As the market has suffered very ugly corrective action over the past six weeks we hear quite often that 'charts look bad'. When support levels are broken and downtrends develop there is little choice but to dump positions and move to the sidelines. However, just because a chart looks poor in one time frame doesn't mean it isn't favorable in a different time frame.
Jim Cramer commented this week that he keeps hearing from technical analysis 'experts' that keep pointing out that the charts of the FAANG stocks look bad. Of course they look bad. That isn't any mystery but they are not going to trend down forever. At some point they will find support and bounce or maybe begin another sizable uptrend.
The fact that a chart looks bad doesn't mean a stock is dead forever. It is just part of the normal cycle of the market. Many of these stocks will recover and will move to new highs once again. Back in 2002 and 2008 it was impossible to find a 'good' chart. Virtually everything had broken key support levels and were in downtrends. If you listened to many technicians you would tend to believe that things would never recover.
The dilemma for most technicians is that they use trend following. The foundation of their trading is that the trend will continue into the foreseeable future. Not that Apple (AAPL) and Facebook (FB) have broken support and started to trend then we should expect them to continue to do so. They are 'bad' charts.
However, the nature of the market is that the cycle will turn. Those 'bad' charts will reverse just like the 'good' charts always do. Some stocks never recover and some stocks will trend up for many years but, in general, any stock with decent fundamentals will go through the cycle of ups and downs.
Rather then think of charts as 'good' or 'bad' it is better to view them as a strategic tool that may help us determine when a turning point might take place. In doing so here are some key considerations to keep in mind:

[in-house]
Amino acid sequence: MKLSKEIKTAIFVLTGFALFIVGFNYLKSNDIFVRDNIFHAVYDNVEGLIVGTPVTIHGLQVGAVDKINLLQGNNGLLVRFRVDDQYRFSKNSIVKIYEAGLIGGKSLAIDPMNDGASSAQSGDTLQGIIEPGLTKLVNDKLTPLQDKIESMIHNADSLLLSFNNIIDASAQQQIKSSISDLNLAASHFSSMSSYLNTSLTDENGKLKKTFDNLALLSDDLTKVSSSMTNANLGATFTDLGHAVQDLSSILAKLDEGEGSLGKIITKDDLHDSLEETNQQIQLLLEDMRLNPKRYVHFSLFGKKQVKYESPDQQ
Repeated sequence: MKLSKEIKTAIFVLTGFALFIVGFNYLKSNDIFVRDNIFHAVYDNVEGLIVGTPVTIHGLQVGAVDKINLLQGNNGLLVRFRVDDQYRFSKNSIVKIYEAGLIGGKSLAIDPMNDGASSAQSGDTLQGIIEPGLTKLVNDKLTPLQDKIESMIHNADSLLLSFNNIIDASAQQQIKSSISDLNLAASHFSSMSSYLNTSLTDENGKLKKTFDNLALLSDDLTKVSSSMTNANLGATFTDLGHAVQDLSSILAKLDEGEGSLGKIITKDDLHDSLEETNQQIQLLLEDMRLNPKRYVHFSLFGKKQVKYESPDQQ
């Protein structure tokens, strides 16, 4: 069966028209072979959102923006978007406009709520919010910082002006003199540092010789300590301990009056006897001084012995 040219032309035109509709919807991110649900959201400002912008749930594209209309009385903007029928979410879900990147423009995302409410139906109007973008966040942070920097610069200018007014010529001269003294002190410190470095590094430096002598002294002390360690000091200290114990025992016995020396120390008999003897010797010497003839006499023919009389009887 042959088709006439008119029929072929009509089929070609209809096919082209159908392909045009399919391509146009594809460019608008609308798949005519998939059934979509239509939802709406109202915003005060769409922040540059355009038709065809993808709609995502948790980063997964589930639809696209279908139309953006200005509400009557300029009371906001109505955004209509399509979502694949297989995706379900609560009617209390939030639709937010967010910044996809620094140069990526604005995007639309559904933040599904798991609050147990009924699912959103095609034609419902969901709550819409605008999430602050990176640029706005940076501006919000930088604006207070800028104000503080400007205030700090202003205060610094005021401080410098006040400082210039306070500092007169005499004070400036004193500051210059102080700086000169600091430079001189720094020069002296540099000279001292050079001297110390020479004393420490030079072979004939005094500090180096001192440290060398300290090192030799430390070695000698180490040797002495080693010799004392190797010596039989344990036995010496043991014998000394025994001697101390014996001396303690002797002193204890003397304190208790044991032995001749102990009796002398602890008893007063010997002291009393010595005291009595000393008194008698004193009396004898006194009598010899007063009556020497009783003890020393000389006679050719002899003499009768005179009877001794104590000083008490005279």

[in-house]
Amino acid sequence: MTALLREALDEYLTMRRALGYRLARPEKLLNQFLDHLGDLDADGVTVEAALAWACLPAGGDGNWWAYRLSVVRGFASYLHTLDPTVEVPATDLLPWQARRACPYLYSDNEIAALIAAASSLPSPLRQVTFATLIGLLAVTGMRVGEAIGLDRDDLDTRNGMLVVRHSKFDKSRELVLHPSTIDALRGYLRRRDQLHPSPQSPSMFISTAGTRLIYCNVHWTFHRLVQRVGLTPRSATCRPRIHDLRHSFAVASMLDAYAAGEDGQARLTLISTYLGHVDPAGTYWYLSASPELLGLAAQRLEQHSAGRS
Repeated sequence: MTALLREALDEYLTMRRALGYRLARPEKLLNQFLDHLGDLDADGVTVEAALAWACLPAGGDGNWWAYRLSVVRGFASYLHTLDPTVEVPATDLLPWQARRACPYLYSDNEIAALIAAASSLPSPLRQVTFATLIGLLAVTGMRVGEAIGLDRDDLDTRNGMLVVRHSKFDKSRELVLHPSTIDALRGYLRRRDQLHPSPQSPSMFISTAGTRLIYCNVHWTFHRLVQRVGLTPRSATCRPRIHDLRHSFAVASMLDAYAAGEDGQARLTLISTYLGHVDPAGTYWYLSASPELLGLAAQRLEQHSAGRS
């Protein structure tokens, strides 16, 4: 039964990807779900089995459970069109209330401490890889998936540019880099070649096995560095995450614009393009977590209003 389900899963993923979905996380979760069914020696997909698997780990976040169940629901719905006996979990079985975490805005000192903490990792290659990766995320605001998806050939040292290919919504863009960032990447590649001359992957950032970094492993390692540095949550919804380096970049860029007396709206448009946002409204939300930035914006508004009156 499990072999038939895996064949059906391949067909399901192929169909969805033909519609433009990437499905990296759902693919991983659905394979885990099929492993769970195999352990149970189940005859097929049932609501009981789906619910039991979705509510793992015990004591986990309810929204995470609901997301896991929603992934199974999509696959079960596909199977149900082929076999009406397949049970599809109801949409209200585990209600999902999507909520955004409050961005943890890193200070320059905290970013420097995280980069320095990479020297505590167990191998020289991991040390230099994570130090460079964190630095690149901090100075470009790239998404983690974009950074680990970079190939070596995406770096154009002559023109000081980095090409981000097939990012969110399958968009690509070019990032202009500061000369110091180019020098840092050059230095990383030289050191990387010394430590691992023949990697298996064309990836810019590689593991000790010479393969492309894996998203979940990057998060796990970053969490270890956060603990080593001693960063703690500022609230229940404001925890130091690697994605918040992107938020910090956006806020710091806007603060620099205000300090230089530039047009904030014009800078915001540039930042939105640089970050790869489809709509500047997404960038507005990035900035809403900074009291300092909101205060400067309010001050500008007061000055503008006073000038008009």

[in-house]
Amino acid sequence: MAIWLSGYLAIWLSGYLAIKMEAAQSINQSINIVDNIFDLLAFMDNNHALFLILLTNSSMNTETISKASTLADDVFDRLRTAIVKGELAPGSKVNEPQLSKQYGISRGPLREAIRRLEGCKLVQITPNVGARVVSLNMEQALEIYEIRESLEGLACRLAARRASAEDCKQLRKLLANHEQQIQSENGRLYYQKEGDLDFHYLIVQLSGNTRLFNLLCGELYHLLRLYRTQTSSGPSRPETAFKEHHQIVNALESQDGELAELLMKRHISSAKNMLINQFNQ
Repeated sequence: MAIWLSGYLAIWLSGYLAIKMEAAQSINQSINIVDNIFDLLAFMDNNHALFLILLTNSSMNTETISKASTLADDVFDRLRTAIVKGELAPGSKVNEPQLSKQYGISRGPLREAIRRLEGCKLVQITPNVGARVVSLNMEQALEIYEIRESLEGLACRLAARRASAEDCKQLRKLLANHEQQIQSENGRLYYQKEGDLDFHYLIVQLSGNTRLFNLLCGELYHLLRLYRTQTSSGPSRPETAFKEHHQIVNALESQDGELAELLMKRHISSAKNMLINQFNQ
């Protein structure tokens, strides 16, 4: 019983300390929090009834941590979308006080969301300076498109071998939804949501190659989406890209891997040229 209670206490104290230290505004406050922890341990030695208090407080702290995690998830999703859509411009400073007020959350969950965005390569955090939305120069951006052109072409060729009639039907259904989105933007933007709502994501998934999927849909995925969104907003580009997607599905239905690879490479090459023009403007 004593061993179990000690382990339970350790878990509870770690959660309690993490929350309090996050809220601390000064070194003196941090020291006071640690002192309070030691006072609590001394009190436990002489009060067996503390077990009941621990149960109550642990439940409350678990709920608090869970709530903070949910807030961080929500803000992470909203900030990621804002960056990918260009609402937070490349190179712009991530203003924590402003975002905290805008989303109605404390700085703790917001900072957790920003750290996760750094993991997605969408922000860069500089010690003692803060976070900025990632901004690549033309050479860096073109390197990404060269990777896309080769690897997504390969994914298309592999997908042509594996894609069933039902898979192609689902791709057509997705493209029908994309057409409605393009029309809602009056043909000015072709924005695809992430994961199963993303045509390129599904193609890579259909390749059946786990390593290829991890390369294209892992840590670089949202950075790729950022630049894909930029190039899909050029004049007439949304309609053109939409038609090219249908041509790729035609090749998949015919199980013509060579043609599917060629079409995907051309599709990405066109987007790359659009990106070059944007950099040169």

- Trends tend to last longer than you think possible. Some technicians employ tools like Fibonacci levels and stochastics to try to predict when a stock is oversold are at a natural support level but these logical constructs don't take into account how emotional selling can be when it takes hold like it has recently. It is good to have a framework in which to consider how 'oversold' a stock may be but there is an old saying that oversold stocks can become more oversold.
- There is no glory in catching the exact bottom in a downtrend. Traders like the idea of being the genius that predicts the exact moment when a stock hits its ultimate low but the process of playing that game creates a strong tendency toward jumping in too early. You can only predict bottoms prospectively and not retrospectively which means you have to buy into weakness in order to catch the exact low.
- The best entry points occur after a stock has hit a low and bounced. One of the big advantages of buying after a stock has turned up is that it gives you a natural stop out point at the prior low. It is much easier to manage a trade if a stock is no longer in free fall. If you are stopped out, you can step aside, regroup and then try again. It actually can be a very good strategy to take multiple small losses on a stock as you wait for the shift.
- The goal of buying stocks at a low is to catch a trend. There can be some good, quick trades as counter-trend bounces occur but the big money is made by riding a new trend as it develops. A good trend will last weeks or months and the best way to benefit if you catch one is to build your position as the stock strengthens.
- Don't let the fundamental arguments make you blind to the price action. One of the easiest mistakes to make when trying to catch a stock that is trending down is to believe that it is a 'good' company that is being mistreated by an irrational market. That might be the case but as the saying goes the market can remain irrational longer than you can remain solvent. If you like the fundamentals of a stock that is acting poorly, follow it closely and make some buys as it develops but be relentless in cutting them when they don't perform.
There are a lot of terrible charts out there right now but many of them will offer great rewards down the road. The key is to develop an effective trading strategy that can capture the inevitable shifts in the market cycle.